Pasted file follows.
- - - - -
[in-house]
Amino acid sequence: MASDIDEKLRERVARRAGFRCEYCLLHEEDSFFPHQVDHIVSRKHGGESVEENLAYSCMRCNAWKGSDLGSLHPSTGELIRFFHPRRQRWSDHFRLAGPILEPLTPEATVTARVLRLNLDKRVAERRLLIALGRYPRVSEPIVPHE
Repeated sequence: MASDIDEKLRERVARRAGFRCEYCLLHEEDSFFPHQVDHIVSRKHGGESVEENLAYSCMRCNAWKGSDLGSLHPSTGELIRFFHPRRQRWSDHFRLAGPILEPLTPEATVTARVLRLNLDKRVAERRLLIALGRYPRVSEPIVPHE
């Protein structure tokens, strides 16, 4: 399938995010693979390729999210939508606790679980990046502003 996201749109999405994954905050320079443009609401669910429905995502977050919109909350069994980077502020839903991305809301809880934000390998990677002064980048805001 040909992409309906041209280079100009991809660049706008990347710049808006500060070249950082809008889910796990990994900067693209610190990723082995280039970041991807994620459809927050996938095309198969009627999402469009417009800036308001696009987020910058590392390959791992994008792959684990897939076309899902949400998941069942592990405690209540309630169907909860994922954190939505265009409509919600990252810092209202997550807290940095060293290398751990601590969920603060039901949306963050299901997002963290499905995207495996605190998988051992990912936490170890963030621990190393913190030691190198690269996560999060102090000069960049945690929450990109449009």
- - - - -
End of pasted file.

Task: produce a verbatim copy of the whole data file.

[in-house]
Amino acid sequence: MASDIDEKLRERVARRAGFRCEYCLLHEEDSFFPHQVDHIVSRKHGGESVEENLAYSCMRCNAWKGSDLGSLHPSTGELIRFFHPRRQRWSDHFRLAGPILEPLTPEATVTARVLRLNLDKRVAERRLLIALGRYPRVSEPIVPHE
Repeated sequence: MASDIDEKLRERVARRAGFRCEYCLLHEEDSFFPHQVDHIVSRKHGGESVEENLAYSCMRCNAWKGSDLGSLHPSTGELIRFFHPRRQRWSDHFRLAGPILEPLTPEATVTARVLRLNLDKRVAERRLLIALGRYPRVSEPIVPHE
């Protein structure tokens, strides 16, 4: 399938995010693979390729999210939508606790679980990046502003 996201749109999405994954905050320079443009609401669910429905995502977050919109909350069994980077502020839903991305809301809880934000390998990677002064980048805001 040909992409309906041209280079100009991809660049706008990347710049808006500060070249950082809008889910796990990994900067693209610190990723082995280039970041991807994620459809927050996938095309198969009627999402469009417009800036308001696009987020910058590392390959791992994008792959684990897939076309899902949400998941069942592990405690209540309630169907909860994922954190939505265009409509919600990252810092209202997550807290940095060293290398751990601590969920603060039901949306963050299901997002963290499905995207495996605190998988051992990912936490170890963030621990190393913190030691190198690269996560999060102090000069960049945690929450990109449009």